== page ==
May 2012

Our Call to Leadership

This article is also available in Spanish here. Este artículo está disponible en español aquí.

I believe that People of Color have a special call to leadership in the church today in the United States. Although People of Color, particularly Latinos/Hispanics, are the fastest growing segment of the overall U.S. population, we are vastly under-represented in the pews of the Episcopal churches located within the U.S. and even more so in the ascending leadership ranks, especially at the diocesan, provincial, and church wide levels. There are some churches that are predominantly "historically African-American" or "Sudanese" or "Hmong" or "Hispanic" or located on Native American reservations, but the fact is that many dioceses struggle to incorporate non-Anglos in congregations that worship in areas where non-Anglos comprise rising percentages of the local demographics.

If one can generalize, People of Color tend to fall into two categories. There are those like me, descended from immigrant parents, but not myself an immigrant, having been born and raised in New York City and Detroit, Michigan. Then there are those like my two aunts, both near my age, who as teens did emigrate from China by way of Hong Kong. Latinos/Hispanics experience similar patterns, a community will often include a mixture of direct immigrants and those who are descendants of immigrants and as Americanized as I am.

Our patterns of church membership are as varied as we are. Our parents, whose first languages are the languages of their childhoods and their countries of origin, are often more comfortable worshiping with people who share their cultural heritage and language. In worship, they can relax and allow the liturgy and the words of the prayers to transport them without the added strain of translating and finding the correct vocabulary of responses.

However, for many of their American born descendants, English suits us better; we want to fit in if we can find a congregational home that is not merely ‘welcoming,’ but actually warm and affirmatively inviting. You see this is where the differences are found. Although we are American, we are also culturally foreign in the sense that we have been formed in the language of our parents and grandparents, and we are enculturated in our ancestors' culture and values.

I recently participated in a consultation on Alternative Leadership and Theological Trainingin Oklahoma with both lay and clergy leaders representing the four major ethnic ministry groupings in The Episcopal Church, namely the Asiamerican, the Black (African American, African Caribbean, and African), the Latino/Hispanic, and the Indigenous (including Alaskan and Hawaiian) in January of this year. What was surprising to many of us was to learn of a number of similarities in our nondominant culturally shaped experiences. Obviously, it would be inaccurate to extrapolate and claim statements of fact based on anecdotal stories from some forty or so people; yet, those of us gathered were struck by the presence of many shared culturally-based and inculcated values.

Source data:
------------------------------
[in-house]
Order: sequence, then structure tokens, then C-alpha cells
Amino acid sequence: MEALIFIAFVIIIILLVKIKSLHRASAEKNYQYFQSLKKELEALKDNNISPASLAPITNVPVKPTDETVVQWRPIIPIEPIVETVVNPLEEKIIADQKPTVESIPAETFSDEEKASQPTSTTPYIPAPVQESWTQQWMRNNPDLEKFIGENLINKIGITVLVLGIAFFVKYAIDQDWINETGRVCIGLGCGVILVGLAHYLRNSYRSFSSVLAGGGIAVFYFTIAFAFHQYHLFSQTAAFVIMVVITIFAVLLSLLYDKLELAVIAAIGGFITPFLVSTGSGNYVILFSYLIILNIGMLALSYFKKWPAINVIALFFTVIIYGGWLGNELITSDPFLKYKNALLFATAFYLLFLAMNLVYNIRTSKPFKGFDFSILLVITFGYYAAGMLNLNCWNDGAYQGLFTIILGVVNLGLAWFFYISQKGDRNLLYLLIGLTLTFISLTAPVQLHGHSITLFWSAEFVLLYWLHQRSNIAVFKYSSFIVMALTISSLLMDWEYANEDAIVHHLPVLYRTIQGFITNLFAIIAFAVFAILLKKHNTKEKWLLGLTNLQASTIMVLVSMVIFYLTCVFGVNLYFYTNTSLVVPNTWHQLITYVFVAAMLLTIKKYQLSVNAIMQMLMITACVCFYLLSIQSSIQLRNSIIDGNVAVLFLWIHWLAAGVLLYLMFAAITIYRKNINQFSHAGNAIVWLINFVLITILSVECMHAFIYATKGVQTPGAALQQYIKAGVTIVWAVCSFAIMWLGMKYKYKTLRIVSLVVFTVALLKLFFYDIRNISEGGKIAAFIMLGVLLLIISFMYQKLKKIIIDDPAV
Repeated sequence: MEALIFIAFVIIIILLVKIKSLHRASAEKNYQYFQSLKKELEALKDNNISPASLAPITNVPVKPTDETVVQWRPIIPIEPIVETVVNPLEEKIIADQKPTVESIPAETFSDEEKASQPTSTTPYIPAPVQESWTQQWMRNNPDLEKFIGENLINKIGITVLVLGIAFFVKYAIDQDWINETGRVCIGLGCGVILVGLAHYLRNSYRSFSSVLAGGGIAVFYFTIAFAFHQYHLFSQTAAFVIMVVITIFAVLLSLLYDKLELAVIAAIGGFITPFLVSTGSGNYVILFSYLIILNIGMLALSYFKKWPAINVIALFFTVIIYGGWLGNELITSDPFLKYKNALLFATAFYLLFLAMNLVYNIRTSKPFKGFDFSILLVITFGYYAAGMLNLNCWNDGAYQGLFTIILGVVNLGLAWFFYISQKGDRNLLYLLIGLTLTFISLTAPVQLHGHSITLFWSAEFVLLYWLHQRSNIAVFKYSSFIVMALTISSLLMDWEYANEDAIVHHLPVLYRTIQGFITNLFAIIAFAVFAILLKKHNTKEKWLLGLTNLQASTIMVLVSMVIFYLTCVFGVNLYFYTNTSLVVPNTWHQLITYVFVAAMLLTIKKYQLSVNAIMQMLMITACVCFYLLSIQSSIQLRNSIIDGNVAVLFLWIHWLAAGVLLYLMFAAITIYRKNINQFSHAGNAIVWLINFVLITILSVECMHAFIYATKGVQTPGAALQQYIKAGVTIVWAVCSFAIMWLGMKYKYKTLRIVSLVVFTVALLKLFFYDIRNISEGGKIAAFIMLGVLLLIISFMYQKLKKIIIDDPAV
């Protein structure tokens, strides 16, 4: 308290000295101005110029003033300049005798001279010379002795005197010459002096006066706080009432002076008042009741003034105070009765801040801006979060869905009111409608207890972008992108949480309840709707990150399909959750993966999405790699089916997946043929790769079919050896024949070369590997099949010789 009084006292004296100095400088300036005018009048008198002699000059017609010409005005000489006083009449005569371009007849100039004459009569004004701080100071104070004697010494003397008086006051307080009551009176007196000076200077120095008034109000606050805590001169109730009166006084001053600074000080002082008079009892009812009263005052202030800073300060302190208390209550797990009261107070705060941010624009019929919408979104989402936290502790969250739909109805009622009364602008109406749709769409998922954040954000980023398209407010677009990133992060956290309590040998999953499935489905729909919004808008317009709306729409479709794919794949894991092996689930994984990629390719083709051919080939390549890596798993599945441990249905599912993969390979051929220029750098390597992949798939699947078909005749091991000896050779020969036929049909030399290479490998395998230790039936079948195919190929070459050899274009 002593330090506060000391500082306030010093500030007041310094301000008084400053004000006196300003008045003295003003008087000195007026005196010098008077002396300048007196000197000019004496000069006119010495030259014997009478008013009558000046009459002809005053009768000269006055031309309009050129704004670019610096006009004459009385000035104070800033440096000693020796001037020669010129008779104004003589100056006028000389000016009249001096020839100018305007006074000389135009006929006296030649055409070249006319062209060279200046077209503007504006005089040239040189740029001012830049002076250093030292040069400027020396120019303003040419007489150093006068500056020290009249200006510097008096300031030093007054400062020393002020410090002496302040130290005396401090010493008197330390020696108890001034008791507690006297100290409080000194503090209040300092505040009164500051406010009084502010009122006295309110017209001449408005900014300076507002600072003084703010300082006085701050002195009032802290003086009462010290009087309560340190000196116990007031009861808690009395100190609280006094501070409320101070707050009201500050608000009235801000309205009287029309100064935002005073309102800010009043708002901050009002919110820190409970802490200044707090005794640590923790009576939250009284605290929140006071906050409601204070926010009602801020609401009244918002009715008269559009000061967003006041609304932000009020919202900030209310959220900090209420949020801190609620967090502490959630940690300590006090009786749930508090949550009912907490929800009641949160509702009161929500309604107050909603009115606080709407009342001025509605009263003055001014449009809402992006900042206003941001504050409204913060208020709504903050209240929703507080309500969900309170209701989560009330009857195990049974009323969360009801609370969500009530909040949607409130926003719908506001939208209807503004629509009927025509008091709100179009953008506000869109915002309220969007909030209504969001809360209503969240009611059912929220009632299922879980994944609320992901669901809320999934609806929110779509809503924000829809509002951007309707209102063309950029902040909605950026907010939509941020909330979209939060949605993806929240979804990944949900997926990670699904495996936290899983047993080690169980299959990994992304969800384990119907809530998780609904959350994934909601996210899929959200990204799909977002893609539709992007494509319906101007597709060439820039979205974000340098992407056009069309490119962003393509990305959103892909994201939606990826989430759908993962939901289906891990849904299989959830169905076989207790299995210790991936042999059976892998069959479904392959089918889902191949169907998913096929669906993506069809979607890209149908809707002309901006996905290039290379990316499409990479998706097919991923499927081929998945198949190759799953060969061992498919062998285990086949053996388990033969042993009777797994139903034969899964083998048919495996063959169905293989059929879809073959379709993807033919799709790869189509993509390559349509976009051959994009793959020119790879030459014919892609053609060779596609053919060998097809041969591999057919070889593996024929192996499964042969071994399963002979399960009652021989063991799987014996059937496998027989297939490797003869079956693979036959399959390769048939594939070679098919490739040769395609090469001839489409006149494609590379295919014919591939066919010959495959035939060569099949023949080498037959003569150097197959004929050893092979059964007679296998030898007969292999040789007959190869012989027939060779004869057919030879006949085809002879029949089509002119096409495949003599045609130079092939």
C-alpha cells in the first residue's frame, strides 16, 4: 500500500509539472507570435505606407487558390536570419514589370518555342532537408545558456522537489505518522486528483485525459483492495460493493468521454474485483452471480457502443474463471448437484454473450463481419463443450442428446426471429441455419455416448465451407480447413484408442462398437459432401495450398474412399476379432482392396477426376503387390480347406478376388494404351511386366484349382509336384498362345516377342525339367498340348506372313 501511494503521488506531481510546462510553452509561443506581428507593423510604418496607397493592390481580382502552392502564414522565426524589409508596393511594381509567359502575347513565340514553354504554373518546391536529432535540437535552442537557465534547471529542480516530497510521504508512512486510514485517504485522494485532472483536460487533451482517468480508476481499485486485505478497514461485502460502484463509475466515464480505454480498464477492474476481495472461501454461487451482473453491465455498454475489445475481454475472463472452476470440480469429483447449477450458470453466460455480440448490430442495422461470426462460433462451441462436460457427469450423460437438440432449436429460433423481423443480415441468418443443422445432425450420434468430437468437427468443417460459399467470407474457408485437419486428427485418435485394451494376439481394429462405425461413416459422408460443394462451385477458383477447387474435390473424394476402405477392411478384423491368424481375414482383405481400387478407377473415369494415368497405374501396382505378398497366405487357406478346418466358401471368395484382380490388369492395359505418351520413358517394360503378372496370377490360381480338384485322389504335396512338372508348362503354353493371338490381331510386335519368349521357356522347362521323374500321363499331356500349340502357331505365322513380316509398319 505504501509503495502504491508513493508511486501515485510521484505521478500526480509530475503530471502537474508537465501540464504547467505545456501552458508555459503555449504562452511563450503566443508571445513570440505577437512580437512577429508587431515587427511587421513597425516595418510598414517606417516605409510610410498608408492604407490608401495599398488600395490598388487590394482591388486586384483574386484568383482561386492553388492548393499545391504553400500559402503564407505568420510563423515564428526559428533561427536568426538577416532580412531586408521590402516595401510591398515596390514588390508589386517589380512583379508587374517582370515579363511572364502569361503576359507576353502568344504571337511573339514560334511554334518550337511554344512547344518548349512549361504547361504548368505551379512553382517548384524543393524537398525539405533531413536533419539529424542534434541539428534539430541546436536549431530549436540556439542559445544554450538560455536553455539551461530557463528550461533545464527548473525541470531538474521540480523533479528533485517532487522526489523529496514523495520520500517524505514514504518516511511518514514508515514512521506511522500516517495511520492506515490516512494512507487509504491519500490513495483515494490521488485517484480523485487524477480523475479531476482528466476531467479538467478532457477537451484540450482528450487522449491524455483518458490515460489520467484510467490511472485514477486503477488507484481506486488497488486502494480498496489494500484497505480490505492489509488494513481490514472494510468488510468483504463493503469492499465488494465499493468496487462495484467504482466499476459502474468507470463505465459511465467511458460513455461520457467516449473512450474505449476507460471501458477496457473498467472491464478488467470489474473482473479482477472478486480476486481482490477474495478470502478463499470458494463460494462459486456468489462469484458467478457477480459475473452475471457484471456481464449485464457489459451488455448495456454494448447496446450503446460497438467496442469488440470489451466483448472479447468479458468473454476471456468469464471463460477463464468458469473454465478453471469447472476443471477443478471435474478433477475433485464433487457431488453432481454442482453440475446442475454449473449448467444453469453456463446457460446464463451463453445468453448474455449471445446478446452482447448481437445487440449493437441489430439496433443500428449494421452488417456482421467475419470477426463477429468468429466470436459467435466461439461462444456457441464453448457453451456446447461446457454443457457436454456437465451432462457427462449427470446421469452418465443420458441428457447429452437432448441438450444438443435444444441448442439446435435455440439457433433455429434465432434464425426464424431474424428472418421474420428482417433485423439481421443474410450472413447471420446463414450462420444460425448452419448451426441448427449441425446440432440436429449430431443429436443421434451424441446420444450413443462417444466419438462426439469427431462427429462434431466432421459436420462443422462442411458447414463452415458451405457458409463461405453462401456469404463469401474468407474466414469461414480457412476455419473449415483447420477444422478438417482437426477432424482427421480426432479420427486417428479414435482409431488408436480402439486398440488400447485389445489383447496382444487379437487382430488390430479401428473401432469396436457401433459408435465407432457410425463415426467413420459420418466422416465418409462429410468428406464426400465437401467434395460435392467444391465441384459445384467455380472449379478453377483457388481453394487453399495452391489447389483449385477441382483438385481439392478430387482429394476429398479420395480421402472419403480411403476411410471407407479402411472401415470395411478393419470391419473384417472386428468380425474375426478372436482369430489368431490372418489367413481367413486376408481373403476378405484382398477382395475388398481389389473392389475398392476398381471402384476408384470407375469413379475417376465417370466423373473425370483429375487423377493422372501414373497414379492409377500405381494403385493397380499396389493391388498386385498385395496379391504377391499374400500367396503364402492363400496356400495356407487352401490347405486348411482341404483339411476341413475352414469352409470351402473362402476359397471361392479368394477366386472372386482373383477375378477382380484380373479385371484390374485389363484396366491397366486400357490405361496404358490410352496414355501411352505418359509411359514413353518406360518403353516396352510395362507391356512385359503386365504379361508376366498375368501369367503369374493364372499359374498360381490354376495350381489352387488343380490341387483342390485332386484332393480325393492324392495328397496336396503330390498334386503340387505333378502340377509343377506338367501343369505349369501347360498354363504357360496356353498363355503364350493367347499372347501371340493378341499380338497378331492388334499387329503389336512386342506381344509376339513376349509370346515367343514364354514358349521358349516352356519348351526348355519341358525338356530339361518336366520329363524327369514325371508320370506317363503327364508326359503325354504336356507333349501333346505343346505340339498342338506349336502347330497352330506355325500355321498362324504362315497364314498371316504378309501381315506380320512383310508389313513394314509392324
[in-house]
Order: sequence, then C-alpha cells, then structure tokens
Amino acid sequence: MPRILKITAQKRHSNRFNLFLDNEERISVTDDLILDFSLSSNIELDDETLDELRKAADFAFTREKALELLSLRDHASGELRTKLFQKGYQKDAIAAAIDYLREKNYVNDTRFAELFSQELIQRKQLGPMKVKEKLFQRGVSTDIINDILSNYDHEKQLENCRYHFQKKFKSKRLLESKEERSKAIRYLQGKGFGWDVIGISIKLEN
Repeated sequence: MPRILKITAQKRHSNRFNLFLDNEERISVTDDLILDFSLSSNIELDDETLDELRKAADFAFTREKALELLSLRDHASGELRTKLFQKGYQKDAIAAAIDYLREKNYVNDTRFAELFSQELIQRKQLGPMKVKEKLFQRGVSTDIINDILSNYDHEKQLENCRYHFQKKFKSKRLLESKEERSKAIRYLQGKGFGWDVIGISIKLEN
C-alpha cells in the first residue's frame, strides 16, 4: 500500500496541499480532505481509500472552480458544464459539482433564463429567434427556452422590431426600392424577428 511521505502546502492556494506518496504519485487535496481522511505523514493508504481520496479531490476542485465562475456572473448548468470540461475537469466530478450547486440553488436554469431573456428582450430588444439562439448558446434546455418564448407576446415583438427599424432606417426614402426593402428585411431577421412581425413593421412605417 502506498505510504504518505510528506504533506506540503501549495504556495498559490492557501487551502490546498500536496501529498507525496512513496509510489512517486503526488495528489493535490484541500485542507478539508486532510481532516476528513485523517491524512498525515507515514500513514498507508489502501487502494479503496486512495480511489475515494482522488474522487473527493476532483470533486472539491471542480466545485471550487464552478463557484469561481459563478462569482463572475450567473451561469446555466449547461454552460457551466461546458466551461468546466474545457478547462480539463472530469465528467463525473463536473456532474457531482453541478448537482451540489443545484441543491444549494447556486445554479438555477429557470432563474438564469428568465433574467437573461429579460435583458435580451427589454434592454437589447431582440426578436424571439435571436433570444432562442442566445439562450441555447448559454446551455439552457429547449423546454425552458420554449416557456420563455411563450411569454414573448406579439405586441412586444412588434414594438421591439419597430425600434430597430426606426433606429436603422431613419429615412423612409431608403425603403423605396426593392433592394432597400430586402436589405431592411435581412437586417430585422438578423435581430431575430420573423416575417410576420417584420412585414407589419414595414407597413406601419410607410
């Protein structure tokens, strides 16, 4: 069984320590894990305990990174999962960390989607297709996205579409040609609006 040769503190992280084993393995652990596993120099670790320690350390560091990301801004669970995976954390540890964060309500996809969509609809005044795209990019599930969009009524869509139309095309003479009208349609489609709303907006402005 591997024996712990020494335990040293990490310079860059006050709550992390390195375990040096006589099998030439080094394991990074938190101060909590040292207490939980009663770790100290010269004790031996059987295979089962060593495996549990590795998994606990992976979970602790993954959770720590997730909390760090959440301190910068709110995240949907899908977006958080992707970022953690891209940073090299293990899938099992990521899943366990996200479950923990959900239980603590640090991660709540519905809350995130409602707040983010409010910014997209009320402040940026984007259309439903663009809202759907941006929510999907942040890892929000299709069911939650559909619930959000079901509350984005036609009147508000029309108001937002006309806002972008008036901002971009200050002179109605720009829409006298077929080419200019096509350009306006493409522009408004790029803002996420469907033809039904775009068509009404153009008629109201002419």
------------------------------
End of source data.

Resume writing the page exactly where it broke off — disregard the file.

For example, we discovered a reticence to step forward and claim our place in the forefront, even when we clearly possess the gifts and charism of leadership, often hanging back, waiting to receive an affirmative invitation. If you surmise that our reticence is based on lack of self-confidence or courage, you would be wrong. Rather, our reticence is grounded in a value of honoring the opinion and judgment of elders and those in leadership positions, and honoring those individual leaders, and thus, affording them the space to issue invitations to us to step forward. We want to be asked, we want to step forward, we want to offer ourselves and our gifts for the greater good, and yet, our cultural values require us to wait to be invited. For many of us People of Color, this ethic can be as strong a moral imperative as the commandments not to steal or to bear false witness.